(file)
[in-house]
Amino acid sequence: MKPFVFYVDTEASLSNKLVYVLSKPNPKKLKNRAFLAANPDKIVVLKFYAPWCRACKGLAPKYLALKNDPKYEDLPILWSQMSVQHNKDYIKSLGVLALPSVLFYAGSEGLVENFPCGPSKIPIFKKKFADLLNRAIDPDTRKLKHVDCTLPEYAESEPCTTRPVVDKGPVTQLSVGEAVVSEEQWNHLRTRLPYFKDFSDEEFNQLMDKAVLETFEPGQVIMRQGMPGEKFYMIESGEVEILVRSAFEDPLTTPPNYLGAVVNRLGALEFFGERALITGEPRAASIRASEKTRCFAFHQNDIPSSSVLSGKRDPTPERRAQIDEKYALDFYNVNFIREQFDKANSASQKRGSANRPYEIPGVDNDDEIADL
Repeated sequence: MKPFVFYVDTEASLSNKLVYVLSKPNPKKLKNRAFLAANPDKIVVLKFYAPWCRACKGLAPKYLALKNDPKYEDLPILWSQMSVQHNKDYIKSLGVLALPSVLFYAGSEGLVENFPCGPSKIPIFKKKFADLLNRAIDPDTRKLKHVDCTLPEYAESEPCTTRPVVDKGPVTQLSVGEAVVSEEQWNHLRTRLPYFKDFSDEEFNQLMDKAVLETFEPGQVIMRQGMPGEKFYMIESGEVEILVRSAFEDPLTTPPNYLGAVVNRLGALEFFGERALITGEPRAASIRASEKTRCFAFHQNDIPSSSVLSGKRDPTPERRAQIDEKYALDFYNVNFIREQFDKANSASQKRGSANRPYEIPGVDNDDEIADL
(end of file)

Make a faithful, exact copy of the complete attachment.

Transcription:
[in-house]
Amino acid sequence: MKPFVFYVDTEASLSNKLVYVLSKPNPKKLKNRAFLAANPDKIVVLKFYAPWCRACKGLAPKYLALKNDPKYEDLPILWSQMSVQHNKDYIKSLGVLALPSVLFYAGSEGLVENFPCGPSKIPIFKKKFADLLNRAIDPDTRKLKHVDCTLPEYAESEPCTTRPVVDKGPVTQLSVGEAVVSEEQWNHLRTRLPYFKDFSDEEFNQLMDKAVLETFEPGQVIMRQGMPGEKFYMIESGEVEILVRSAFEDPLTTPPNYLGAVVNRLGALEFFGERALITGEPRAASIRASEKTRCFAFHQNDIPSSSVLSGKRDPTPERRAQIDEKYALDFYNVNFIREQFDKANSASQKRGSANRPYEIPGVDNDDEIADL
Repeated sequence: MKPFVFYVDTEASLSNKLVYVLSKPNPKKLKNRAFLAANPDKIVVLKFYAPWCRACKGLAPKYLALKNDPKYEDLPILWSQMSVQHNKDYIKSLGVLALPSVLFYAGSEGLVENFPCGPSKIPIFKKKFADLLNRAIDPDTRKLKHVDCTLPEYAESEPCTTRPVVDKGPVTQLSVGEAVVSEEQWNHLRTRLPYFKDFSDEEFNQLMDKAVLETFEPGQVIMRQGMPGEKFYMIESGEVEILVRSAFEDPLTTPPNYLGAVVNRLGALEFFGERALITGEPRAASIRASEKTRCFAFHQNDIPSSSVLSGKRDPTPERRAQIDEKYALDFYNVNFIREQFDKANSASQKRGSANRPYEIPGVDNDDEIADL